By means of exchange, men attain the same satisfaction with less effort, because the mutual services they render one another yield them a larger proportion of gratuitous utility.

Therefore, the fewer obstacles an exchange encounters, the less effort it requires, the more readily men exchange.

How does trade deliver its benefits?

Exchange produces two phenomena: the joining of men’s forces and the diversification of their occupations, or the division of labor.

It is very clear that in many cases the combined force of several men is superior to the sum of their individual separate forces.…

Now, the joining of men’s forces implies exchange. To gain their co-operation, they must have good reason to anticipate sharing in the satisfaction to be obtained. Each one by his efforts benefits the others and in turn benefits by their efforts according to the terms of the bargain, which is exchange.

But isn’t something missing from this account?

Austrian Insight

Indeed, there is: the subjectivist Austrian insight that individuals gain from trade per se. For an exchange to take place, the two parties must assess the items traded differently, with each party preferring what he is to receive to what he is to give up. If that condition did not hold, no exchange would occur. There must be what Murray Rothbard called a double inequality of value. It’s in the logic of human action–which Ludwig von Mises christened praxeology. Bastiat, like his classical forebears Smith and Ricardo, erroneously believed (at least explicitly) that people trade equal values and that something is wrong when unequal values are exchanged.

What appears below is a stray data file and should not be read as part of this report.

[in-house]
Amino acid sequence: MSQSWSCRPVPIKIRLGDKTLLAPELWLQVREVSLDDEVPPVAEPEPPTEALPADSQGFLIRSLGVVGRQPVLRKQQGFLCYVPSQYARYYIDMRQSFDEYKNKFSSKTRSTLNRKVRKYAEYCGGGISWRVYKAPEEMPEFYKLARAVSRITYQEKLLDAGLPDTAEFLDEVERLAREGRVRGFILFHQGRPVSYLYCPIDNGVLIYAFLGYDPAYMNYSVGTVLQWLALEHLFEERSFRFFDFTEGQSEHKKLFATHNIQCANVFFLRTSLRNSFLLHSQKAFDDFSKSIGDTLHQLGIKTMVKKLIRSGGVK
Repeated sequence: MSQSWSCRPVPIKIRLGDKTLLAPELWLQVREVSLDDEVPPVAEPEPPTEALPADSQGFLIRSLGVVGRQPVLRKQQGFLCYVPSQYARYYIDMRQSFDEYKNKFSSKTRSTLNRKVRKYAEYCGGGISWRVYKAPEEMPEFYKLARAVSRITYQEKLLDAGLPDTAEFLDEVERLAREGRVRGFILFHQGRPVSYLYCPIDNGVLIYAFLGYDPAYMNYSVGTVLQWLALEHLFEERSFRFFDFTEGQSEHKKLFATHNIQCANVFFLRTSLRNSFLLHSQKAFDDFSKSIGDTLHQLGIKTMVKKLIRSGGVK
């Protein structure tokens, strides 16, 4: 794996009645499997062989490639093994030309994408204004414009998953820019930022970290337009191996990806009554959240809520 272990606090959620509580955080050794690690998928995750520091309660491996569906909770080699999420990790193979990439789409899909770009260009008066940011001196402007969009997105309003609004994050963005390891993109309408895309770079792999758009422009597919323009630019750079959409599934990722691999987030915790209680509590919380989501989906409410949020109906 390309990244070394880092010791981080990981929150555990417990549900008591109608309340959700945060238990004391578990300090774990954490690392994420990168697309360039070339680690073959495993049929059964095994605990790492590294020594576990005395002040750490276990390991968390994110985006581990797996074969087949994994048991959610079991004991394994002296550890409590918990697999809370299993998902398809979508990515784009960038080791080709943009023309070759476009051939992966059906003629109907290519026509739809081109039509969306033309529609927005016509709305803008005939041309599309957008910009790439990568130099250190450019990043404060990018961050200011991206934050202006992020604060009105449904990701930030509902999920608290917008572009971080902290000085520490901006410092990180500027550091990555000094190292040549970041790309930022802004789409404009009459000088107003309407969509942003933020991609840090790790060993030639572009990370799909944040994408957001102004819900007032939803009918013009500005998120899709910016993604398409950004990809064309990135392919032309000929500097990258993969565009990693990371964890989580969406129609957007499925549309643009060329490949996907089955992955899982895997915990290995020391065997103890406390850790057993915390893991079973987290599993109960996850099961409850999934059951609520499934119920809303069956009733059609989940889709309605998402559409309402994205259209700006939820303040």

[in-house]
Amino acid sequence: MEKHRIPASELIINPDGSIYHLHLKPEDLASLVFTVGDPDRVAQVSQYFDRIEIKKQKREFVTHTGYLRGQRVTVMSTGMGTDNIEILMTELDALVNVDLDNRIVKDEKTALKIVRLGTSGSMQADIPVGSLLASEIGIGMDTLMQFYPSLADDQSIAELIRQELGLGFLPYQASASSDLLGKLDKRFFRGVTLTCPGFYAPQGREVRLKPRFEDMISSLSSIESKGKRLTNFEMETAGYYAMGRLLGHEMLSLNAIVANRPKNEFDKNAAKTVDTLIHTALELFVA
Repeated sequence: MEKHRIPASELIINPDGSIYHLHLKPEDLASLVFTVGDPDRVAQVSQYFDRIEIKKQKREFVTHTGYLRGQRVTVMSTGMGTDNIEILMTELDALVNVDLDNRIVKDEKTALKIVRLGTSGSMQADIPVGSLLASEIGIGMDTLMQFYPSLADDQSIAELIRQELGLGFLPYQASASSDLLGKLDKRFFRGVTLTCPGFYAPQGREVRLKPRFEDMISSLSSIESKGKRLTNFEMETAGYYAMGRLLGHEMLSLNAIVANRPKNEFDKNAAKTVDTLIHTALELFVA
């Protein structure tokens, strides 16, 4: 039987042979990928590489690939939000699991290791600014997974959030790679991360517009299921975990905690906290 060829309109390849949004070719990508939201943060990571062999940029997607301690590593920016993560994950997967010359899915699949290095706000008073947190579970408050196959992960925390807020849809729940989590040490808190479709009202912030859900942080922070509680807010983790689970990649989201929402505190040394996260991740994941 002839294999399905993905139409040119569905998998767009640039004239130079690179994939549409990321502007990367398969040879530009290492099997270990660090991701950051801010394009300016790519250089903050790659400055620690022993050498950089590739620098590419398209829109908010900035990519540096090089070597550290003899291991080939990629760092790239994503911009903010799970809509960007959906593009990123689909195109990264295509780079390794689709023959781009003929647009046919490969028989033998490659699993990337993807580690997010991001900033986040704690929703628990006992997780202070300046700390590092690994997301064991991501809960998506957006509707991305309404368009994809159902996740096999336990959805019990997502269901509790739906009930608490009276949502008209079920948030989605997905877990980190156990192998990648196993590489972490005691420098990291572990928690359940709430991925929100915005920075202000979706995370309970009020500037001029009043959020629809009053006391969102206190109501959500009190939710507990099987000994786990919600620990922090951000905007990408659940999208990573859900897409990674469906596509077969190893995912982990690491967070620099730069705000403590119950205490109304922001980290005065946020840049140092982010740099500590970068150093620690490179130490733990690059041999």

Perhaps I am too hard on Bastiat. After all, he was writing before 1850. Carl Menger did not publish Principles of Economics until 1871. Yet the Austrians were not the first to look at exchange strictly through subjectivist spectacles, that is, from the economic actors points of view. The French philosopher Étienne Bonnot de Condillac (1715-1780) did so a hundred years before Bastiat wrote:

The very fact that an exchange takes place is proof that there must necessarily be profit in it for both the contracting parties; otherwise it would not be made. Hence, every exchange represents two gains for humanity.

Bastiat Unaware?

Well, perhaps Bastiat was unaware of Condillac’s argument. That is not the case. He reprints the quote above in his book and responds:

The explanation we owe to Condillac seems to me entirely insufficient and empirical, or rather it fails to explain anything at all. . . .